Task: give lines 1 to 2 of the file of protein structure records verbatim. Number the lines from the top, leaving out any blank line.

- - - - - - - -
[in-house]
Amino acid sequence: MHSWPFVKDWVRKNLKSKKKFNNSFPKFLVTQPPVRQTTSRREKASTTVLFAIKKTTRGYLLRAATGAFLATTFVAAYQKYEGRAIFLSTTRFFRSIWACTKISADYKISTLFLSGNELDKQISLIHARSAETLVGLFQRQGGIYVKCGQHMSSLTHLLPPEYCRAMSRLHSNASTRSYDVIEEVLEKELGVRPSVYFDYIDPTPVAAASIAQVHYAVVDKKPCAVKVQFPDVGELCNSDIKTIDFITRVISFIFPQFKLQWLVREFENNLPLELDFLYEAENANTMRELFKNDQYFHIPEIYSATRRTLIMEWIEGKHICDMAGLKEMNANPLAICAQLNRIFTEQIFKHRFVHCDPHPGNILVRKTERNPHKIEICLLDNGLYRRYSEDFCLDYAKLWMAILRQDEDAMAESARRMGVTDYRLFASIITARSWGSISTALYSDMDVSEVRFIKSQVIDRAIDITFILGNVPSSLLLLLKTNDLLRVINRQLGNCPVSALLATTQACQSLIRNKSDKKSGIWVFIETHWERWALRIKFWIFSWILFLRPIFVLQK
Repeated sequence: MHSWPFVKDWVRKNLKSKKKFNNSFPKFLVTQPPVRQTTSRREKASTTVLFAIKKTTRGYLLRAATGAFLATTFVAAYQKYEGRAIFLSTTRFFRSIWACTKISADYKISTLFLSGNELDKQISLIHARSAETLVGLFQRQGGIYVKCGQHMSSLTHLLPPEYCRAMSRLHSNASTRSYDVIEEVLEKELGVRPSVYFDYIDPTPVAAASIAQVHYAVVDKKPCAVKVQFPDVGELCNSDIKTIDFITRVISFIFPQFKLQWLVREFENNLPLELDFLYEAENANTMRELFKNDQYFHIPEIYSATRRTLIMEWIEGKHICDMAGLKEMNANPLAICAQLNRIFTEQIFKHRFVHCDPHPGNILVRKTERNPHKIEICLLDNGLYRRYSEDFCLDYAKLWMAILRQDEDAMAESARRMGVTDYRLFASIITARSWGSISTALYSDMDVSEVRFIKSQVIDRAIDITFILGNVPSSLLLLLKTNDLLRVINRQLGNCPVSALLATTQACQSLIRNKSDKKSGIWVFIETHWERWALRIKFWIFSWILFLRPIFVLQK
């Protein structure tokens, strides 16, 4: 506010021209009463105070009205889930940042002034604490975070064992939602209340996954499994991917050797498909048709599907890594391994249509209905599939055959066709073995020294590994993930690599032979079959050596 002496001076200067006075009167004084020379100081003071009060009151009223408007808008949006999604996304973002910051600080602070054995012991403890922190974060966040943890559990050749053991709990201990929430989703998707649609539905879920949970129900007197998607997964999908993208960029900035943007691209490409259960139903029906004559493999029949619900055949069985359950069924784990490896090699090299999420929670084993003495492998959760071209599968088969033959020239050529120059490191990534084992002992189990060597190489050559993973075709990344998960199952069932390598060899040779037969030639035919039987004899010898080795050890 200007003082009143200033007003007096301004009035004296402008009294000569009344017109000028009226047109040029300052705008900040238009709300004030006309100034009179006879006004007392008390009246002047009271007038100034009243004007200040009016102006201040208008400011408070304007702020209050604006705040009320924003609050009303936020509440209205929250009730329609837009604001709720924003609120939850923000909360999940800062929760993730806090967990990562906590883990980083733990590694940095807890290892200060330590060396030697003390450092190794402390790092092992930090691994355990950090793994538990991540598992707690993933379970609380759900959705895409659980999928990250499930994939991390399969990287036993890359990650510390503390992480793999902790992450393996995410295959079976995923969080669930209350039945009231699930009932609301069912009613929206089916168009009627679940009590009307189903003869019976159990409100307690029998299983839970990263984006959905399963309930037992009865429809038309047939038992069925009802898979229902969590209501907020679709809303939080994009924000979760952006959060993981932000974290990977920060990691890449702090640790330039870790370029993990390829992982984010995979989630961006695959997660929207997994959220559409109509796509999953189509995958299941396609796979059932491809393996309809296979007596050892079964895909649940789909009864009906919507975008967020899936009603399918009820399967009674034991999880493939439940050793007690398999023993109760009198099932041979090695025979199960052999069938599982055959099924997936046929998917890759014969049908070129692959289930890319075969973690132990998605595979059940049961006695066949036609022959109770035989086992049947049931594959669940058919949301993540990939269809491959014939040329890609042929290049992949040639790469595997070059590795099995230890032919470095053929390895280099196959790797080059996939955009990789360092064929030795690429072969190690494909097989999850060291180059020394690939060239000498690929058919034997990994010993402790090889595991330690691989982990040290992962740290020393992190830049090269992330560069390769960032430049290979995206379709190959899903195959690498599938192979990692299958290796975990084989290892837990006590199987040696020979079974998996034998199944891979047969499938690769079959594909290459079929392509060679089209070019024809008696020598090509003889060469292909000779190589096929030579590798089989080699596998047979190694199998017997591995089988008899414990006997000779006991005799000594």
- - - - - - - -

[in-house]
Amino acid sequence: MHSWPFVKDWVRKNLKSKKKFNNSFPKFLVTQPPVRQTTSRREKASTTVLFAIKKTTRGYLLRAATGAFLATTFVAAYQKYEGRAIFLSTTRFFRSIWACTKISADYKISTLFLSGNELDKQISLIHARSAETLVGLFQRQGGIYVKCGQHMSSLTHLLPPEYCRAMSRLHSNASTRSYDVIEEVLEKELGVRPSVYFDYIDPTPVAAASIAQVHYAVVDKKPCAVKVQFPDVGELCNSDIKTIDFITRVISFIFPQFKLQWLVREFENNLPLELDFLYEAENANTMRELFKNDQYFHIPEIYSATRRTLIMEWIEGKHICDMAGLKEMNANPLAICAQLNRIFTEQIFKHRFVHCDPHPGNILVRKTERNPHKIEICLLDNGLYRRYSEDFCLDYAKLWMAILRQDEDAMAESARRMGVTDYRLFASIITARSWGSISTALYSDMDVSEVRFIKSQVIDRAIDITFILGNVPSSLLLLLKTNDLLRVINRQLGNCPVSALLATTQACQSLIRNKSDKKSGIWVFIETHWERWALRIKFWIFSWILFLRPIFVLQK